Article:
Two tales

AS the holiest days of the Holy Week approach, I am recounting two tales we can reflect on. One tale is spiritual, and the other one, temporal in nature.

First is the story of The Son.

A wealthy man and his only son loved to collect rare works of art. They had everything in their collection, from Picasso, Da Vinci, Van Goghs, Rembrandts to Raphael. They would often sit together and admire the great works of art.

When the Vietnam conflict broke out, the son went to war. He was very courageous and died in battle while securing another soldier. The father was notified and grieved deeply for his only son.

A month later, just before Christmas, there was a knock at the door.

A young man stood at the door with a large package in his hands. He said: “Sir, you don’t know me, but, I am the soldier for whom your son gave his life. He saved many lives that day, and while he was carrying me to safety when a bullet struck him in the heart and he died instantly. Your son often talked about you, and your love for art.”

The young man held out his package. “I know this isn’t much. I’m not really a great artist, but I think your son would have wanted you to have this,” the young man said.

The father opened the package. It was a portrait of his son, painted by the young man. He stared in awe at the way the soldier had captured the personality of his son in the painting.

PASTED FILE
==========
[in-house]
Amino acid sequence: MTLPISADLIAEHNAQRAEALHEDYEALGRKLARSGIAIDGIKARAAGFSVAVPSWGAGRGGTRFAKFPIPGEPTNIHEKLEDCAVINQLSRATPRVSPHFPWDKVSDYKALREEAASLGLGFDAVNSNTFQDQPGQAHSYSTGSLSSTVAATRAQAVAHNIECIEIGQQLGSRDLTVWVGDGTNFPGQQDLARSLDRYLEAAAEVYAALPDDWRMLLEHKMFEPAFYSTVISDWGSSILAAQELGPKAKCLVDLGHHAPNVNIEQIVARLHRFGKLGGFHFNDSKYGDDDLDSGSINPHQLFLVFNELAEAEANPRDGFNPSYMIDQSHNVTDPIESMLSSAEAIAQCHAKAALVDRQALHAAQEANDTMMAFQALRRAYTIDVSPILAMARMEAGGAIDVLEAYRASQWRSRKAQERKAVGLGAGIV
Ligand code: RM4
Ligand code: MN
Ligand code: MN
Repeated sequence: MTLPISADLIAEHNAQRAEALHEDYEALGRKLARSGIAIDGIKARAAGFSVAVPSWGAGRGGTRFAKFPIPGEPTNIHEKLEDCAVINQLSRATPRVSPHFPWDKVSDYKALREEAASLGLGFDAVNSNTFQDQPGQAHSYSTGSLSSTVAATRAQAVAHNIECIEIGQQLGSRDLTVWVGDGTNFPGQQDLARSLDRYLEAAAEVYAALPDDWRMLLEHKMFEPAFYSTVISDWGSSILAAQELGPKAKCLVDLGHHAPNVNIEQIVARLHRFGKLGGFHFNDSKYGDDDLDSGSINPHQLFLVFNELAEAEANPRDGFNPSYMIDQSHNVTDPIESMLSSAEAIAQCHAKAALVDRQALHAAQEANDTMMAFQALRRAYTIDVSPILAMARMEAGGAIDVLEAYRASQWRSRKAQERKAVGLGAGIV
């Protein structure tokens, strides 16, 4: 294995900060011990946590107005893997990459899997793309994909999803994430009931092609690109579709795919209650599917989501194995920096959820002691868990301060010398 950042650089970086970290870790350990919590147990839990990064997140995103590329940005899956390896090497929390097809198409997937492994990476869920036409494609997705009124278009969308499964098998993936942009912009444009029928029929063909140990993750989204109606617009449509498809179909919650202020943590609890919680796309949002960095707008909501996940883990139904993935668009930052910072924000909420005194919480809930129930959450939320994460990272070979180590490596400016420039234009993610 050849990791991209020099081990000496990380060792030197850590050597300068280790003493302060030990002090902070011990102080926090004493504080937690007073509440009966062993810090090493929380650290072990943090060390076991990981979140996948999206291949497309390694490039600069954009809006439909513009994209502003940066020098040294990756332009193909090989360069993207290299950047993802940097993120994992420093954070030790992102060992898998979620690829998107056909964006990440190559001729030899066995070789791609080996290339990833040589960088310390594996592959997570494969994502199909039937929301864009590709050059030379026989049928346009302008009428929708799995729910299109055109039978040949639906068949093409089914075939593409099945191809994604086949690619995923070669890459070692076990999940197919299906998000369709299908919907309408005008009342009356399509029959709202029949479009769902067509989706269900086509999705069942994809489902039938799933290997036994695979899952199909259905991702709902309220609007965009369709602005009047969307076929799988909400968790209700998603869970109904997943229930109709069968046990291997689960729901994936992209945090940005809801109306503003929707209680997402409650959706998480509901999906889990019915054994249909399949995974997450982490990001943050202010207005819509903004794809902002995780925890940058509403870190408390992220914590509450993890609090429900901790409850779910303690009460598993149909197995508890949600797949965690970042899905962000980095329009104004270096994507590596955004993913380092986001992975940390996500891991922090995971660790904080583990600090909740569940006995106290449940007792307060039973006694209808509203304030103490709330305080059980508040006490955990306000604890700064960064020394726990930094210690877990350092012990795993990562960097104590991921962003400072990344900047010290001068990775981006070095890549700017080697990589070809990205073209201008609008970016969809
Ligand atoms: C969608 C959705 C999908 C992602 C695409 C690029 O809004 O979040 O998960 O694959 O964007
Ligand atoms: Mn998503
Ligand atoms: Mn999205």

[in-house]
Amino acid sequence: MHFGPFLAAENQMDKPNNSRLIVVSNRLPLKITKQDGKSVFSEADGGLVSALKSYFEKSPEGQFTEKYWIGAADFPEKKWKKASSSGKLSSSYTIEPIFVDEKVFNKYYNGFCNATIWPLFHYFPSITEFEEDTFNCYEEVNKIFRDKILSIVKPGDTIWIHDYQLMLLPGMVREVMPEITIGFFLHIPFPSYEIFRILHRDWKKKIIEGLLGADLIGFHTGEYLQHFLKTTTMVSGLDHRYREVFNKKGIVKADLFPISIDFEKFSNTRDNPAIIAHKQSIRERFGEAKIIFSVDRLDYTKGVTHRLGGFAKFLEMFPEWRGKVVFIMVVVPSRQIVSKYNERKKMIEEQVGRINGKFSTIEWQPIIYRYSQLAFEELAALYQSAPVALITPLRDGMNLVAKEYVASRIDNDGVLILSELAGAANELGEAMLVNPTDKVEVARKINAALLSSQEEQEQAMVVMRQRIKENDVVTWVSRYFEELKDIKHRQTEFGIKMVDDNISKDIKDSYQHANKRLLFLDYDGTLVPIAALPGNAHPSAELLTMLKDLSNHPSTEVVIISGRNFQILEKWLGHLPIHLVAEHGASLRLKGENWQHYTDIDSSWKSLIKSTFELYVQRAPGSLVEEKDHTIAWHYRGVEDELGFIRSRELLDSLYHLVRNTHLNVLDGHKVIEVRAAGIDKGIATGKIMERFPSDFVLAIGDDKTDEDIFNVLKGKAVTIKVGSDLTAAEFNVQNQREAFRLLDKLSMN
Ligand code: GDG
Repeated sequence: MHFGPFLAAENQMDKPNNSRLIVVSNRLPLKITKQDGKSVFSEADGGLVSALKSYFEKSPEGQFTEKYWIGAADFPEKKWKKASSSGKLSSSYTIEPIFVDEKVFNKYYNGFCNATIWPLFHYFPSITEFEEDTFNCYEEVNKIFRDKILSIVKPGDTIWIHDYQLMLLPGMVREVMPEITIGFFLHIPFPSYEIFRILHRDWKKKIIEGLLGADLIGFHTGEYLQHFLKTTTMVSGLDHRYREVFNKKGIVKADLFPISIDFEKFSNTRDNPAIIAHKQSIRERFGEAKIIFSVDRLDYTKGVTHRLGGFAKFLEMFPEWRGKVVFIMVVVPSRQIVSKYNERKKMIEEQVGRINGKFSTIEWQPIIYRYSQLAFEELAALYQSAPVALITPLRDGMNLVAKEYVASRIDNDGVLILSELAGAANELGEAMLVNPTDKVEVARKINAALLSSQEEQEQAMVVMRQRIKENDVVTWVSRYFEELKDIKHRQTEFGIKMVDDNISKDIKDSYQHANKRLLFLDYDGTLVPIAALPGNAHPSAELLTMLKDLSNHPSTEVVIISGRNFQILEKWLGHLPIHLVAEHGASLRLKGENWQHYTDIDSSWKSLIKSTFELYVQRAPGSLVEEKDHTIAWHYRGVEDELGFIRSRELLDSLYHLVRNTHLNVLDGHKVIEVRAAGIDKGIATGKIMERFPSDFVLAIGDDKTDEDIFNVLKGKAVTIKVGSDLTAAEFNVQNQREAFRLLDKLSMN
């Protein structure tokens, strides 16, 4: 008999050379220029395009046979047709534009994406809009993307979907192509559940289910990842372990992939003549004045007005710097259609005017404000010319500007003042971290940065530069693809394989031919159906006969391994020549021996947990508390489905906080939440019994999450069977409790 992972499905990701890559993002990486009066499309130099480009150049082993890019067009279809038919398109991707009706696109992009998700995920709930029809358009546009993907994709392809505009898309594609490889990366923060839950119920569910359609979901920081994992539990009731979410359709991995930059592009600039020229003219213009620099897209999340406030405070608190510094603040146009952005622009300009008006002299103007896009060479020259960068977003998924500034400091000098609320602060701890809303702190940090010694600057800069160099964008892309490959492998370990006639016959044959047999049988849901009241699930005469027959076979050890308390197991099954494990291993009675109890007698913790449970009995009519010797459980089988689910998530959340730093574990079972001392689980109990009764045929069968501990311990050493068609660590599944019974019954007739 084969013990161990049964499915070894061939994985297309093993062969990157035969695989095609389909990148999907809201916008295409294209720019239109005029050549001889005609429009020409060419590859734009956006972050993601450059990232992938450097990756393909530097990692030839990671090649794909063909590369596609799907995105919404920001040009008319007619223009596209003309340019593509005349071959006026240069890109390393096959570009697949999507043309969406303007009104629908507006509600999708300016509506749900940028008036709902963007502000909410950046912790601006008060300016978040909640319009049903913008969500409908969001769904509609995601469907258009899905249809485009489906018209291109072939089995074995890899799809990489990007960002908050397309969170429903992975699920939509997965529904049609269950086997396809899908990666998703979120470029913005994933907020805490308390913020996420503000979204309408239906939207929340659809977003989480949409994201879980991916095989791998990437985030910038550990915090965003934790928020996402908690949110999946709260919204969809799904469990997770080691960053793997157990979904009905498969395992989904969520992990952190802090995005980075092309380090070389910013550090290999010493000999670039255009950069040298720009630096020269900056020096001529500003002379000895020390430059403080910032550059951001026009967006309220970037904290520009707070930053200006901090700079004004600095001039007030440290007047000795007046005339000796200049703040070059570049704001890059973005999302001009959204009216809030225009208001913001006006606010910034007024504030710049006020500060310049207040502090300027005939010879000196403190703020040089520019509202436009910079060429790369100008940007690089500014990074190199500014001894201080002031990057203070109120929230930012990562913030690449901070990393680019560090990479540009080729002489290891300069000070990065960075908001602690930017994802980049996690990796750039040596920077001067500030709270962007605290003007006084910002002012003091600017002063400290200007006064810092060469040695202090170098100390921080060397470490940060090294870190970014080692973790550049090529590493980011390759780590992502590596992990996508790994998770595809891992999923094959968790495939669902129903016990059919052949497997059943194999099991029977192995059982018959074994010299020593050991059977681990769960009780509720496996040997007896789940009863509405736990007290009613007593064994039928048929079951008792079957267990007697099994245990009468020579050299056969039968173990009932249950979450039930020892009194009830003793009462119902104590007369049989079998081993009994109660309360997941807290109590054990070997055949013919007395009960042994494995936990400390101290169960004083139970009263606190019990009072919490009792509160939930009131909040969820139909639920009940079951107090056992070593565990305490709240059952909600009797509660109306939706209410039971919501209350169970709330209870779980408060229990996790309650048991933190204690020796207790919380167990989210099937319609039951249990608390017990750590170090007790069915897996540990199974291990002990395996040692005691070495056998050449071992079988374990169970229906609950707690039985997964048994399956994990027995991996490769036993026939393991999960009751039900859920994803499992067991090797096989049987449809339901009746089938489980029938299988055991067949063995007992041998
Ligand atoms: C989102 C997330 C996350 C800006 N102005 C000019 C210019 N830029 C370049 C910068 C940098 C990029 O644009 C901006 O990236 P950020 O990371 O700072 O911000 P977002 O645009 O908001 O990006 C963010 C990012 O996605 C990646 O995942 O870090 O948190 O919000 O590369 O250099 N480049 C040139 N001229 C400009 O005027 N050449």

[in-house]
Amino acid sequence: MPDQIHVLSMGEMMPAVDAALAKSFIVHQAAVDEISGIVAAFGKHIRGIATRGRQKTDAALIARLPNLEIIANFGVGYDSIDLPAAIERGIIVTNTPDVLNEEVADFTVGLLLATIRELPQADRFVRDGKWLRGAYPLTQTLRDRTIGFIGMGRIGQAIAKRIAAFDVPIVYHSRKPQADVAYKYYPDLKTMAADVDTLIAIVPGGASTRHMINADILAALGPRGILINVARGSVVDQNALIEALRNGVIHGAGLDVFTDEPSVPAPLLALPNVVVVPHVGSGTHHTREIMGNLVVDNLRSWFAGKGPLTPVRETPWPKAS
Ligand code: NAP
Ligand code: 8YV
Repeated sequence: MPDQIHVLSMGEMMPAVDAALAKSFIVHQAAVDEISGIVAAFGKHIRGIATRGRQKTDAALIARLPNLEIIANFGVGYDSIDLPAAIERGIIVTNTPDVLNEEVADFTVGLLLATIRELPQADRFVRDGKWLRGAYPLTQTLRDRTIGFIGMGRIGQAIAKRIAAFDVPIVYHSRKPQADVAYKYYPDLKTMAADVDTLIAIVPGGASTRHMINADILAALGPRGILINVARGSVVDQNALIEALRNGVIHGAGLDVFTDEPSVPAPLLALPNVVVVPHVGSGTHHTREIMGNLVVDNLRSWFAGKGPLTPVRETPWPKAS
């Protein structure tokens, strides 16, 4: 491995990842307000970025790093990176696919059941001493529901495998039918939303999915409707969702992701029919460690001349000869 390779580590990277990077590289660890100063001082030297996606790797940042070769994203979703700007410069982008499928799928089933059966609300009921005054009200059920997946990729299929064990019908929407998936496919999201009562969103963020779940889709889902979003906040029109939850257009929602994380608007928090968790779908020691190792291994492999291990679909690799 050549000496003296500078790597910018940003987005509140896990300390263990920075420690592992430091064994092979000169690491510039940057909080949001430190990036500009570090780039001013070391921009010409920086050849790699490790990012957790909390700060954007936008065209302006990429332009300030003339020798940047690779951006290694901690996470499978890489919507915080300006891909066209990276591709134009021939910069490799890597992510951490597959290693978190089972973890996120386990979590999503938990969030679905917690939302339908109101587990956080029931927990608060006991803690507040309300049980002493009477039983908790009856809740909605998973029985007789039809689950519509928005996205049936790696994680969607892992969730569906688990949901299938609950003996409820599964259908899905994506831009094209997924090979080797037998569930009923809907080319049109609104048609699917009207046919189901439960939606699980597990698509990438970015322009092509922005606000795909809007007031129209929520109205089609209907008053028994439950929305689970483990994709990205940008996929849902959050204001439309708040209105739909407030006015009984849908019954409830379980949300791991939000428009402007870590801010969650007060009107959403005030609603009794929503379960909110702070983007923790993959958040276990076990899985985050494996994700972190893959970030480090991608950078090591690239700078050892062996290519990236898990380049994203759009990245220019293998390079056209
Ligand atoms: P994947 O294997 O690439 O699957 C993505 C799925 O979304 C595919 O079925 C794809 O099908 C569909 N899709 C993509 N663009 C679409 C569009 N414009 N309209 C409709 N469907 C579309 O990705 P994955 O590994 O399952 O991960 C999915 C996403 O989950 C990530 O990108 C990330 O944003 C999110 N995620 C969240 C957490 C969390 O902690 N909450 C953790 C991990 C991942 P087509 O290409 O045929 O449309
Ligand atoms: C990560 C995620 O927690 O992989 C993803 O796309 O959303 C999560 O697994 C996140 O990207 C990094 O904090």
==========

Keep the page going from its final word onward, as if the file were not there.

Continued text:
The father was so drawn to the eyes of the son that his eyes welled up with tears. He thanked the young soldier and offered to pay him for the portrait. “Oh, no sir, I could never repay what your son did for me that day,” the young man said. He added: “It’s a gift.”

The father hung the portrait of the son over his mantle. Every time visitors came to his home, he took them to see the portrait of his son before he showed them any of the other great works of art he had collected.

The father died a few months later.

There was to be a great auction of his paintings. Many rich and influential people gathered, excited about seeing the great paintings and having an opportunity to purchase one for their own collection. 

On the platform sat the portrait of the son.

The auctioneer pounded his gavel, and said: “We will start the bidding with portrait of the son. Who will bid for this painting?”